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Thursday, April 12, 2007

New Trojan Horse: WWIII Has Begun/US Bombs Iran

I received this email claiming WWIII has begun. Have you? Why is hacking done? To both spy, knock out sites and it is DEFINITELY a crime.

Time to call my computer wizard neighbor over who has NEVER attended the hackers conference in Las Vegas each year but has been invited annualy. If there is ANY chance you were sent this email and opened it, I suggest strongly that you have your computer checked by an expert.

A new spam campaign is trying to trick people into opening malicious attachments by using subject lines about the United States, Israel, and Iran starting a new war in the Middle East..

Hackers are spamming out e-mails with fraudulent news about a war breaking out in the Middle East involving the United States, Iran, and Israel in an attempt to trick people into downloading Trojans.

Daniel Wesemann, a handler at the Internet Storm Center, reported in the site's online daily diary Sunday that the spam is coming with .exe files attached. The hackers are using social engineering to lure people into opening the e-mails with the malicious attachments by using subject lines about war breaking out or the United States bombing Iran.

Subject lines include: "USA Just Have Started World War III"; "Missile Strike: The USA kills more then 20000 Iranian citizens"; "Israel Just Have Started World War III"; and "USA Missile Strike: Iran War just have started."

The actual e-mail body is blank, but the attachments have names like movie.exe, video.exe, clickhere.exe, and readmore.exe.

According to John McDonald, a security response engineer at Symantec, the underlying threat -- Trojan.Packed.13 -- is nothing new.

"They are simply minor variants of Trojan.Peacomm and W32.Mixor [named W32.Mixor.AR@mm in this instance] which have been repacked in an attempt to avoid existing detection, and appear to have been largely successful at that attempt," he wrote on the Symantec blog.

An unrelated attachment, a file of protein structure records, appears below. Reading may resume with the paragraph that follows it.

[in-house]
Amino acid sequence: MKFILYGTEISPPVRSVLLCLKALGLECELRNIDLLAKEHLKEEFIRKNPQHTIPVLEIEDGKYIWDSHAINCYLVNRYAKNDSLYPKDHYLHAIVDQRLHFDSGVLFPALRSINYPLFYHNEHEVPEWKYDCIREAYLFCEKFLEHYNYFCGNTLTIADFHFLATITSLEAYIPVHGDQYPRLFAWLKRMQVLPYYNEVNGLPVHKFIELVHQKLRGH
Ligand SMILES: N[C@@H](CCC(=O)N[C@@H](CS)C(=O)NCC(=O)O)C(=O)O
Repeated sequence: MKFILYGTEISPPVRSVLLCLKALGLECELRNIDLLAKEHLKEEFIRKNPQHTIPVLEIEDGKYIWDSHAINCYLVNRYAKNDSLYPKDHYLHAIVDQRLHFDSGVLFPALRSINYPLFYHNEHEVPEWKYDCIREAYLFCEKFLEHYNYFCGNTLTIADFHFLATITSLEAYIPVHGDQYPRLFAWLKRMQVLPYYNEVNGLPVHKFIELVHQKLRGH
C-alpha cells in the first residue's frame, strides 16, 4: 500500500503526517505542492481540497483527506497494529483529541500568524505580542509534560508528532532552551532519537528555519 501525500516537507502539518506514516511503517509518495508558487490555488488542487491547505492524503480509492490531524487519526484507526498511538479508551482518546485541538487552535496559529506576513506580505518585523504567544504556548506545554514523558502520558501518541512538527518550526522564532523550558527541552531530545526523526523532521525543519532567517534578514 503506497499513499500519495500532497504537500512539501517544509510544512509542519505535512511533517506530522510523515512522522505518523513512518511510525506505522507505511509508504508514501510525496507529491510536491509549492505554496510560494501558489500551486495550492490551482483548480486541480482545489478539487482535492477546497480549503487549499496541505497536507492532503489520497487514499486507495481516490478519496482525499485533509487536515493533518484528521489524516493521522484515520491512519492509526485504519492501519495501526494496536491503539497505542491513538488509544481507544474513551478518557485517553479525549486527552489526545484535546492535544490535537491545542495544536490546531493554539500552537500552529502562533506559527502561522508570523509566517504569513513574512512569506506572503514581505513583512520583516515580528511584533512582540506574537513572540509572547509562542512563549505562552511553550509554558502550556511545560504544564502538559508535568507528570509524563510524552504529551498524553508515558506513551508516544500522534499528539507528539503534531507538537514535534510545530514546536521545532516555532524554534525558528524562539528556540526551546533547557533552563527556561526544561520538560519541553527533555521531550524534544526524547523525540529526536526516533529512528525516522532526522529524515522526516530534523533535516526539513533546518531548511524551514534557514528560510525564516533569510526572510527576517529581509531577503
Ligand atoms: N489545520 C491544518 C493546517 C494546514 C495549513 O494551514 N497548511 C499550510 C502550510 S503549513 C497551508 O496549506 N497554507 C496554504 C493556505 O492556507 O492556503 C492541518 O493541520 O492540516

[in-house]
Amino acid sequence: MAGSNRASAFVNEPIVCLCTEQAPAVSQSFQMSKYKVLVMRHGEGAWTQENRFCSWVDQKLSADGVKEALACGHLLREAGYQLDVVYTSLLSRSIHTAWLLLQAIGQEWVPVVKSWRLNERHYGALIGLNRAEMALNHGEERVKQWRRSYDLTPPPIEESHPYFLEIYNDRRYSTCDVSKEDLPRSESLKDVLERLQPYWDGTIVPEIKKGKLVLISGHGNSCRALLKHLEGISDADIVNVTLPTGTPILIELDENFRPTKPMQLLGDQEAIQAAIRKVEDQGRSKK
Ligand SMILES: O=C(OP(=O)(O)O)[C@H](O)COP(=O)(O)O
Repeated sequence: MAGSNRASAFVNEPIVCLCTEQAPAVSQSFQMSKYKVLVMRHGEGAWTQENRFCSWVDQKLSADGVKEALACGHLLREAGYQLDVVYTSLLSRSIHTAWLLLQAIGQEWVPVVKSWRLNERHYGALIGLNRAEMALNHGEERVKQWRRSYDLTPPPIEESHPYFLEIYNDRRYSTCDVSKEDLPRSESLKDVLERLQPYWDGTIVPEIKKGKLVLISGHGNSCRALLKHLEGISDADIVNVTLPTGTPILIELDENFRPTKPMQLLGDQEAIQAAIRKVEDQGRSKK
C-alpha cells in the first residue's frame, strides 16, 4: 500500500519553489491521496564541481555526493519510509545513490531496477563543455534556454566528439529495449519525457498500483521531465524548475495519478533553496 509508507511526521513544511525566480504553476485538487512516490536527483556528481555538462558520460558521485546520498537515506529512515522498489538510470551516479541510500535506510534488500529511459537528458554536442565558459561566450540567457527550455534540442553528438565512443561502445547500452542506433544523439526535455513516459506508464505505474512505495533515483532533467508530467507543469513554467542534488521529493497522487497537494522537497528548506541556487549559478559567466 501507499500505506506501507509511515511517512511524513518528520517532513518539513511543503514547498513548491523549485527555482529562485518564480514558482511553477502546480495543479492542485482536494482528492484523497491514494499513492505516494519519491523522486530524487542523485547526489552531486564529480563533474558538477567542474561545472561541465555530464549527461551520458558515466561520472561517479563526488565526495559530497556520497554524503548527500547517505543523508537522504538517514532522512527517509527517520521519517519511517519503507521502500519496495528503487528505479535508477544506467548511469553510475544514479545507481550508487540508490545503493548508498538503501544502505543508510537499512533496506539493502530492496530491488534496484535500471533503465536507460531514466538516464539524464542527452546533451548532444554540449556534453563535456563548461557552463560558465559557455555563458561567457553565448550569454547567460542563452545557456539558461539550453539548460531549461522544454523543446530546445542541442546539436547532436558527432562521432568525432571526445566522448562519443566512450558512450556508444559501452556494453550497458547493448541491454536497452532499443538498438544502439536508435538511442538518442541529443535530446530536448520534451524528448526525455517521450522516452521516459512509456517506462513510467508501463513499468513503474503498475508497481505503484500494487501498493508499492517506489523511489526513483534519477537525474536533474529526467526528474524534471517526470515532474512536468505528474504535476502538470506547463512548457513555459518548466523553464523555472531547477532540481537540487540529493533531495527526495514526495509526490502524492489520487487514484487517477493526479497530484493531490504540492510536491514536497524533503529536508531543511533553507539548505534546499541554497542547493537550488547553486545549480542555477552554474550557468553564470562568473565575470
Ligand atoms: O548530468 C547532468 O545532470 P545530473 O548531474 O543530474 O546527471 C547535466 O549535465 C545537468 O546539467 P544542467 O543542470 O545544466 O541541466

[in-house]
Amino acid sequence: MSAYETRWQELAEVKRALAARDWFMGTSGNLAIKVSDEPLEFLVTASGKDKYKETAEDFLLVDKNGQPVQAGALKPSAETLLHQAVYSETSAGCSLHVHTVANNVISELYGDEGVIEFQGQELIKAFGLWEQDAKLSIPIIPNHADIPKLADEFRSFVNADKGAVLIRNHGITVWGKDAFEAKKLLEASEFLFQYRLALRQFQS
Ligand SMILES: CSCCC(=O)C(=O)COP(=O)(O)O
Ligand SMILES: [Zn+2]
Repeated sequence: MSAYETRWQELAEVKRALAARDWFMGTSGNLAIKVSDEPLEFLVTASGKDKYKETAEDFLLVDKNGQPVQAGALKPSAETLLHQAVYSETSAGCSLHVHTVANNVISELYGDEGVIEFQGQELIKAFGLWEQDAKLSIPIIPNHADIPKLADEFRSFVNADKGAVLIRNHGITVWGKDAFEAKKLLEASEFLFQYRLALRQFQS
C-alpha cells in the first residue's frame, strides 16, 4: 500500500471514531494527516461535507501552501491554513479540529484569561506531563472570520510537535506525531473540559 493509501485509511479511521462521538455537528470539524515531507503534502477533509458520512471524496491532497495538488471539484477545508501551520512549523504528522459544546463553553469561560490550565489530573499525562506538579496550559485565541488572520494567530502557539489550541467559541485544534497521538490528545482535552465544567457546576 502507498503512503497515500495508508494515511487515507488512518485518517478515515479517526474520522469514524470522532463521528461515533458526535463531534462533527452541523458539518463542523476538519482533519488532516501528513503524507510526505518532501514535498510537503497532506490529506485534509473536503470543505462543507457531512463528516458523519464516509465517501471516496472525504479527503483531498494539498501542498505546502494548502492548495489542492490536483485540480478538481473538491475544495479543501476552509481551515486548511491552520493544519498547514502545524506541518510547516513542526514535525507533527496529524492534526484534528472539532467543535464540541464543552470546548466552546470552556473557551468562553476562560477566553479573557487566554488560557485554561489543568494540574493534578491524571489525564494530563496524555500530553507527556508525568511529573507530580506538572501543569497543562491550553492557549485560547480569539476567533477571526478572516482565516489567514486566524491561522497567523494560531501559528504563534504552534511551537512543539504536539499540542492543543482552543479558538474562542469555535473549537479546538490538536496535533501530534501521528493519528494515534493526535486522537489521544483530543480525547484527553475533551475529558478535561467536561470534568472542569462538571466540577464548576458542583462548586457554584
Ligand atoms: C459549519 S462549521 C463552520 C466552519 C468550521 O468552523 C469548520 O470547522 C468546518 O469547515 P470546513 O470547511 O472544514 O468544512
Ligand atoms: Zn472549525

"There is never a good time to let your guard down, even during a festive season when goodwill to others should surely be the overriding theme. The more shocking or unbelievable the subject of e-mails such as these, the more the contents should be treated with the suspicion they usually deserve."

Using scare headlines to con users into opening a malicious attachment or click on a link that goes to a malicious Web site is nothing new.

Just last week, hackers were trying to con people into going to a Web site that would surreptitiously infect their computers with a .ANI exploit by promising them pictures of a naked Britney Spears.

Sophos reported in an advisory that the malicious site contains the Iffy-A Trojan that points to another piece of malware, which contains the zero-day .ANI exploit -- Animoo-L.


Interestingly, I found the article above under "news from the Middle East" and conversely, recently an article ran stating that Israel has the highest rate of internet hackers in the world. {From Sabbah's Blog

Definition of "Trojan Horse" Source

In the context of computer software, a Trojan horse is a program that unlike a virus contains or installs a malicious program (sometimes called the payload or 'trojan'). The term is derived from the classical myth of the Trojan Horse. Trojan horses may appear to be useful or interesting programs (or at the very least harmless) to an unsuspecting user, but are actually harmful when executed. (See Social engineering.)